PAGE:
Kant was a rationalist, meaning he tried to impose reason and order to all facets of life, which more often than not become confusing. It’s important to realize that Kant may or may not have been an atheist. I have not found any mention of a God in his CI, and religion is hard to tangle with when we are talking about rationalism and what we can prove. Religion, by itself, is dependent on belief which revolves around mystery and acceptance without specific evidence. Kant probably found this hard to swallow since he sought out an explanation for it all. After all, that’s how philosophy was back in the 18th Century. More than all this, Kant took morality and doing good to do good pretty seriously. He knew that if we left morality strictly to religion, those rules are going to differ quite a lot depending on what religion we subscribe to. He wanted something more and a constant.

Certainly, rule-following changes per person. Some of us just love breaking the rules of society, but few of us have no internal rules that we subscribe to. Few of us also have little concern for others. We may posture to try and look tough or like stuff doesn’t bother us, but it is the rare person who truly doesn’t care about others, at least in some way. We know we ought to treat people well, but, darn it, sometimes it’s hard to treat bullies and jerks like people, but we know we have to because they are people. This is a moral law. The fact that we avoid them rather than spend time with those bullies that hurt us is an example of a hypothetical, or ought to internal rule.

Before I am done, I want you to understand the two ways that the CI is understood. Kant wrote about four, but I think two are the most popular and easiest to understand.

  1. We should act in accordance to that maxim or law (or rule) which we can at the same time as doing the act will (as in willpower) that it should be a universal law without contradiction (or categorical). So, we have to consider the particular rule we should follow for the action we are about to undertake. For example, you forget your coffee at home and need some. When passing my classroom on your way your first-period class, you see I have tons of espresso and I am out of my room talking with students down the hall. It’ll be easy to pop in and make an espresso, and no one will be the wiser. So, whether you can get away with stealing is easy to answer, but the moral question surrounds stealing itself is that which you need to weigh. If you say that stealing is bad, then it is bad as a rule, categorically. Otherwise, you stealing my coffee means that others can as well, then I have no coffee and rage on my classes when my caffeine levels drop.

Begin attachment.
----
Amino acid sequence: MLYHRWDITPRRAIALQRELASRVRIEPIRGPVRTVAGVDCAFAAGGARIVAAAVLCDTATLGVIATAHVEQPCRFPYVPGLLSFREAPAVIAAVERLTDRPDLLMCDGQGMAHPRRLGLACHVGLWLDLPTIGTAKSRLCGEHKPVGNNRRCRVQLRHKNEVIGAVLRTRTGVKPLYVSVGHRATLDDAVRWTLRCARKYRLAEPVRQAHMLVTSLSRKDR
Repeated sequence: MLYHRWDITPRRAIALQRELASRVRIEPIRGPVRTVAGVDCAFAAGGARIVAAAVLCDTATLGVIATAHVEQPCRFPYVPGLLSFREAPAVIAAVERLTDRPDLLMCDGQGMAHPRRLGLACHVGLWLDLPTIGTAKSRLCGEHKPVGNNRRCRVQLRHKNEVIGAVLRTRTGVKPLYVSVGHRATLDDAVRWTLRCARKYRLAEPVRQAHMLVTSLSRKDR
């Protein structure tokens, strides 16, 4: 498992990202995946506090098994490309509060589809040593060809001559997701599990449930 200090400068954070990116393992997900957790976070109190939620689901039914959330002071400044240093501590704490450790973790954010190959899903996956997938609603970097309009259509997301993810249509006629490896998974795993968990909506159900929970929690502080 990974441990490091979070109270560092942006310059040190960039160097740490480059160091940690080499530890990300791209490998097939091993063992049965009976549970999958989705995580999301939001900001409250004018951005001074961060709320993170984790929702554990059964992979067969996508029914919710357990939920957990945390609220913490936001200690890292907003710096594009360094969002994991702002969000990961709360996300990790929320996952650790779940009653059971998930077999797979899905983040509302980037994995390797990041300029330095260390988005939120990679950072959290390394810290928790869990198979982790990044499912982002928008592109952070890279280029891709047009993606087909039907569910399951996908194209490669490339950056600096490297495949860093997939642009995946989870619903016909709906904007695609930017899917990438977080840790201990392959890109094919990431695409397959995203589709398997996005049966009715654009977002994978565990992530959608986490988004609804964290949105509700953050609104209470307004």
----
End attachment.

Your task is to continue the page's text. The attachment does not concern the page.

2. We should always treat humanity as an end and never a means.  To use something as a means is to use something/someone for your own benefit. Now, I use things as a means all the time. My coffee mug, though tiny, is a means to an end, which is getting espresso into my tummy. If it cracks, I would stop using it and grab an equally small espresso cup to replace it. I do not do the same thing with people, however. My cup is used only for espresso. You have free will and your own motives. You can’t be used for such.

Ultimately, Kant’s rules are hard to follow with larger issues. You may lie to help someone or save their life, even though we know you should not lie. But what the CI gives us is a framework to try and live a good life, hence the use of the word ought.